The name Jeanne D'Arc Girubuntu is synonymous with women’s cycling in Rwanda and rightly so as she is the only well-known female rider in the country.
She competed at the very highest level on the continent and at the World Championships.
Unlike men’s cycling where we have had several home-grown prominent riders such as veteran Abraham Ruhumuriza and the country’s only UCI World Tour cyclist Adrien Niyonshuti, there was nothing much to talk about female cycling until the rise to stardom of Girubuntu early last year.
There is no doubt that Girubuntu is currently Rwanda’s leading sportswoman and is even in a good position to become the best the country has ever produced should she keep her steady progress.
On her way up to the top, Girubuntu has had challenges and obstacles to overcome but has also had helpful and supportive people around her, who have kept her going. She sat down with Saturday Sport’s RICHARD BISHUMBA and spoke about her ambitions to fly the country’s flag high on the international stage.
Who is Girubuntu?
Born to Venant Gashagaza and Patricia Mukarunaya on May 6, 1995 in Rwamagana District, Eastern Province, Girubuntu is the fourth born in a family of six – four boys and two girls.
She attended Rwamagana-based Ntsinda Primary School before going to Groupe Scolaire Kabare for both her Ordinary Level (O’ Level) and Advanced Level (A’ Level) until February 2015 when she dropped out to concentrate on her cycling career. By then she was in Senior Five, pursuing a certificate in tourism.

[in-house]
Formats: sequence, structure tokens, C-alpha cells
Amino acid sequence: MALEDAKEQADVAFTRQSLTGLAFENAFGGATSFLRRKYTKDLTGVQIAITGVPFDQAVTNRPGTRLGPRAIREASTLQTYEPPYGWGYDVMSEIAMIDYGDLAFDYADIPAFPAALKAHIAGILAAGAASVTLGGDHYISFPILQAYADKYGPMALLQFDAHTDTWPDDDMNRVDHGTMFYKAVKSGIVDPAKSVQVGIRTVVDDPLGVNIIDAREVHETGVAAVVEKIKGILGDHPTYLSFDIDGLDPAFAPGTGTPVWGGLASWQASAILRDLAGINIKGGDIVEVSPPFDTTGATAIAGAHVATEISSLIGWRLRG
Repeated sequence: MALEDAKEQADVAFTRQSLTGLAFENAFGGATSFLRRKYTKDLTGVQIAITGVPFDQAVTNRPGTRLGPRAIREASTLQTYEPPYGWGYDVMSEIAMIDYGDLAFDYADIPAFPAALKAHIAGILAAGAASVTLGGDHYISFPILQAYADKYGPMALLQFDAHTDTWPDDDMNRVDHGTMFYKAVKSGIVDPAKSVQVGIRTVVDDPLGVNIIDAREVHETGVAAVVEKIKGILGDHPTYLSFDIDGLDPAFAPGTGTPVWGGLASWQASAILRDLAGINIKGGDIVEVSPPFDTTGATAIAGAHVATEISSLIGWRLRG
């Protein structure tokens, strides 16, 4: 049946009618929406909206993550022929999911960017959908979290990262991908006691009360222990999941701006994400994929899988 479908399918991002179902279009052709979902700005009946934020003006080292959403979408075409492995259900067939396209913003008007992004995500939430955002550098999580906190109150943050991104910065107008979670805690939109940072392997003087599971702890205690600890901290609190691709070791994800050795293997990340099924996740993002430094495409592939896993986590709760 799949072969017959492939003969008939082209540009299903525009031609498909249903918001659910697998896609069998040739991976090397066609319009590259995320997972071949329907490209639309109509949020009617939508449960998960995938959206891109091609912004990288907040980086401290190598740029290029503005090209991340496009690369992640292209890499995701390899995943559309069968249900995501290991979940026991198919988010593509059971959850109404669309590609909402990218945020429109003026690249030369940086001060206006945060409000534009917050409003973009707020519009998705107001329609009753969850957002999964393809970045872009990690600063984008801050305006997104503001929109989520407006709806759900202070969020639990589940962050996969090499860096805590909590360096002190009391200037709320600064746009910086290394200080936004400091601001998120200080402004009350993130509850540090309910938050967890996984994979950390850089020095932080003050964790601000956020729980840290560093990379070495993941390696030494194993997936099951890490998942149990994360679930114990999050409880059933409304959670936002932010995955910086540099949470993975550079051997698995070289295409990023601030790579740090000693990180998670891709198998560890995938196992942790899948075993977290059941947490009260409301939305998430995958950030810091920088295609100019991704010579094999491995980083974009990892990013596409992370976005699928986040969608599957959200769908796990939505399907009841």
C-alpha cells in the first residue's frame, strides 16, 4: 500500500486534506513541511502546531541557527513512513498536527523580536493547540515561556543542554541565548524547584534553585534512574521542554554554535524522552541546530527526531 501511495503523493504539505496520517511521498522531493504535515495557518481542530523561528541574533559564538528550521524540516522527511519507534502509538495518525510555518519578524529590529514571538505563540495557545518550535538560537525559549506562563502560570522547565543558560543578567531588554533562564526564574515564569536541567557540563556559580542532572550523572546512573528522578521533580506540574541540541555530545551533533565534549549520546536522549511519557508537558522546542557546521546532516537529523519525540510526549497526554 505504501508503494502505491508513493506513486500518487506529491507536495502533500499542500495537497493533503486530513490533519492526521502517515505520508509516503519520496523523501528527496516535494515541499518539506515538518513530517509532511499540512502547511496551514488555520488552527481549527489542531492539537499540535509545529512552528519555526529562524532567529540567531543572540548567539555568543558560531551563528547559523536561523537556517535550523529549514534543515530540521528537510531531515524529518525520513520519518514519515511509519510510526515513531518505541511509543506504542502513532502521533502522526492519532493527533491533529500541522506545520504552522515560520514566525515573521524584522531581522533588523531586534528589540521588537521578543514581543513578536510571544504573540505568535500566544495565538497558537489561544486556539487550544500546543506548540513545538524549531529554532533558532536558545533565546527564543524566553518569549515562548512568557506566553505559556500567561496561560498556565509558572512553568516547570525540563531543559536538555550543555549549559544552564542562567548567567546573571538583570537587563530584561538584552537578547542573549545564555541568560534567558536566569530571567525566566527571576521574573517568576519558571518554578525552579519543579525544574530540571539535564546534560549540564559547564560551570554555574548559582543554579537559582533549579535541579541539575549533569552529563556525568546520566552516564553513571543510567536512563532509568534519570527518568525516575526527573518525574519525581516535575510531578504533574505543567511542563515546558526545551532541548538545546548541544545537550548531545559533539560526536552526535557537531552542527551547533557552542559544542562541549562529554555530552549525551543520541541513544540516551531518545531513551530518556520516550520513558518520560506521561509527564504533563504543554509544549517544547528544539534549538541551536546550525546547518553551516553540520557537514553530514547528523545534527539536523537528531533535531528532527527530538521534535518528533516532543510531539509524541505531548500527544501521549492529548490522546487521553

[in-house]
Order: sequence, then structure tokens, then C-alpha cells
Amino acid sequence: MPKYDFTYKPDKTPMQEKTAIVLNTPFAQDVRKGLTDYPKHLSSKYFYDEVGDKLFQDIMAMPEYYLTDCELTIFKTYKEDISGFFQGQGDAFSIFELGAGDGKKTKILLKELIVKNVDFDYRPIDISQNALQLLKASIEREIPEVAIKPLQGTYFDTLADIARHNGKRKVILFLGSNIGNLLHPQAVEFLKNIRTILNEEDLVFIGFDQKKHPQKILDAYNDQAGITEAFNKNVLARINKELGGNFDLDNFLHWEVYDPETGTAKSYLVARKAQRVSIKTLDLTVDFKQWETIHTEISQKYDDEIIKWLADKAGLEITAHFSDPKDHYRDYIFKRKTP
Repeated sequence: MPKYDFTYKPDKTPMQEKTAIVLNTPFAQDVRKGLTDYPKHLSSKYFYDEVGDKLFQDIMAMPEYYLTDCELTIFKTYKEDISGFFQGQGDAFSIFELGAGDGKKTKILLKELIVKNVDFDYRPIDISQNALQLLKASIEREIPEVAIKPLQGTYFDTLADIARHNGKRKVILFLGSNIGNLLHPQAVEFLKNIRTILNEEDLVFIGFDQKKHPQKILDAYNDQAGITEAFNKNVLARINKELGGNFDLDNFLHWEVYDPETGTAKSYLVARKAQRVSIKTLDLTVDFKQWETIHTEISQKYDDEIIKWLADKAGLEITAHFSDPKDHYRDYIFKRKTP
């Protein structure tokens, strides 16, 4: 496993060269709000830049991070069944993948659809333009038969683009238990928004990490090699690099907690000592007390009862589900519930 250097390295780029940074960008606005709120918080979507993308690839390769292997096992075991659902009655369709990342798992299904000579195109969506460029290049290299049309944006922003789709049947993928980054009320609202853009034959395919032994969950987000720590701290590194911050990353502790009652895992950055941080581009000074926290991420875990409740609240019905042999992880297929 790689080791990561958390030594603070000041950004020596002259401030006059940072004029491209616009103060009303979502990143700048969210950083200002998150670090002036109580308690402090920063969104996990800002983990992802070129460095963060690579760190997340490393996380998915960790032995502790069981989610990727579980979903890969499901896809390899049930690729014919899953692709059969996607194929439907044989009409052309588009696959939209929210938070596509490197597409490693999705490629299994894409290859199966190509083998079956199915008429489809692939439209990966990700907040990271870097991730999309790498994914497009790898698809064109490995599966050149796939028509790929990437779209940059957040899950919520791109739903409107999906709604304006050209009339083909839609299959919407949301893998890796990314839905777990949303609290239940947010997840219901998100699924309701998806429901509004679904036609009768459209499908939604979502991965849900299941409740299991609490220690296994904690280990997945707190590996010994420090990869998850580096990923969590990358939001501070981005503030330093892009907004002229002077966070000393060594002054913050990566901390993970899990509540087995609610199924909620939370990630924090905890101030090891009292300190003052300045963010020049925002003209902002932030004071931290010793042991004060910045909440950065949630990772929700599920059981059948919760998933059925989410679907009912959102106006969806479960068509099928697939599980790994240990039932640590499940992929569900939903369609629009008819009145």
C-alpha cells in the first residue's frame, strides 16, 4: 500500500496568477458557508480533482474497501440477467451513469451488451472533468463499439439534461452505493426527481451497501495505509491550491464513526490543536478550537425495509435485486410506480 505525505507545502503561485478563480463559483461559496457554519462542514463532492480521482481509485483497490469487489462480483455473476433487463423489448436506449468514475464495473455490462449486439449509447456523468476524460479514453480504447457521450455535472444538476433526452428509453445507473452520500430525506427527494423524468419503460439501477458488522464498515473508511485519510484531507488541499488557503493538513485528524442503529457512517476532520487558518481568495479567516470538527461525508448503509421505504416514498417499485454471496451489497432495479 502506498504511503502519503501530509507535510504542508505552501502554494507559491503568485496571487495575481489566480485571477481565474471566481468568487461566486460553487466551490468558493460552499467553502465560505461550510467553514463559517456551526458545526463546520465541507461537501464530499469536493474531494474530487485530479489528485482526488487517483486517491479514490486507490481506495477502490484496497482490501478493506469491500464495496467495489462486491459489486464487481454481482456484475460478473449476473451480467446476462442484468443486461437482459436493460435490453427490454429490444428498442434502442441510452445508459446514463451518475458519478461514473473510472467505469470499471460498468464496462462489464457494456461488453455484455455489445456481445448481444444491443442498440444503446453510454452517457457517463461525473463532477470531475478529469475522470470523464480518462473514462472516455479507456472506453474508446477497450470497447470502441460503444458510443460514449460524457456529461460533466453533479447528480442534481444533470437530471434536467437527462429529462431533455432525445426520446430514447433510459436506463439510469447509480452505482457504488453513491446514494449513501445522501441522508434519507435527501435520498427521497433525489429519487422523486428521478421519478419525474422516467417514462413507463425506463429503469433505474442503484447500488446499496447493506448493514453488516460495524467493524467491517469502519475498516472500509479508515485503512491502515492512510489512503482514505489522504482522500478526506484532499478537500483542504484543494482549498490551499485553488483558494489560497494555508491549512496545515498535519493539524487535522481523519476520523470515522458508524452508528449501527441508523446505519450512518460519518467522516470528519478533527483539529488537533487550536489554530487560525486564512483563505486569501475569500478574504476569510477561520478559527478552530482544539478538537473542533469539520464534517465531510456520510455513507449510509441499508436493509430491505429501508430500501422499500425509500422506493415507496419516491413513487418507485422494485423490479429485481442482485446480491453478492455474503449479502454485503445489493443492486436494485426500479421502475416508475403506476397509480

“I was very fine at school and all was going very okay but I had to drop out. I travelled a lot in 2015, I could not handle cycling and studies simultaneously, I will go back to school when the right time comes, studying never ends,” Girubuntu told Saturday Sport.
Only last year, the 20-year old spent six months at a UCI Center training camp in Switzerland, competed at the Africa Continental Road Championship in South Africa and All Africa Games in the Republic of Congo (Brazzaville) as well as UCI World Road Championships in Richmond, United States.
Prior to committing herself to cycling in 2013, Girubuntu was a football and volleyball player for her school teams until she took interest in cycling as a professional sport.
She says her interest in cycling started back in 2009 when she heard of Tour du Rwanda for the first time, having watched the competition stage from Kigali to Nyagatare and heard everyone chanting Adrien Niyonshuti’s name, who is also a native of Rwamagana.
Since 2009, Girubuntu started doing research on Rwandan cycling and how she can possibly join the sport. Four years ago someone directed her to Diane Uwineza, a former cyclist.
She approached her seeking advice, and Uwineza did not only do that but also connected her to Rwamagana-based Adrien Niyonshuti Cycling Academy. There, Girubuntu, then a 17-year girl, was received with open arms.
“Actually, it didn’t take me very long to adapt and learn all the basics, thanks to John Rugambwa, head coach at the training center,” she recalls.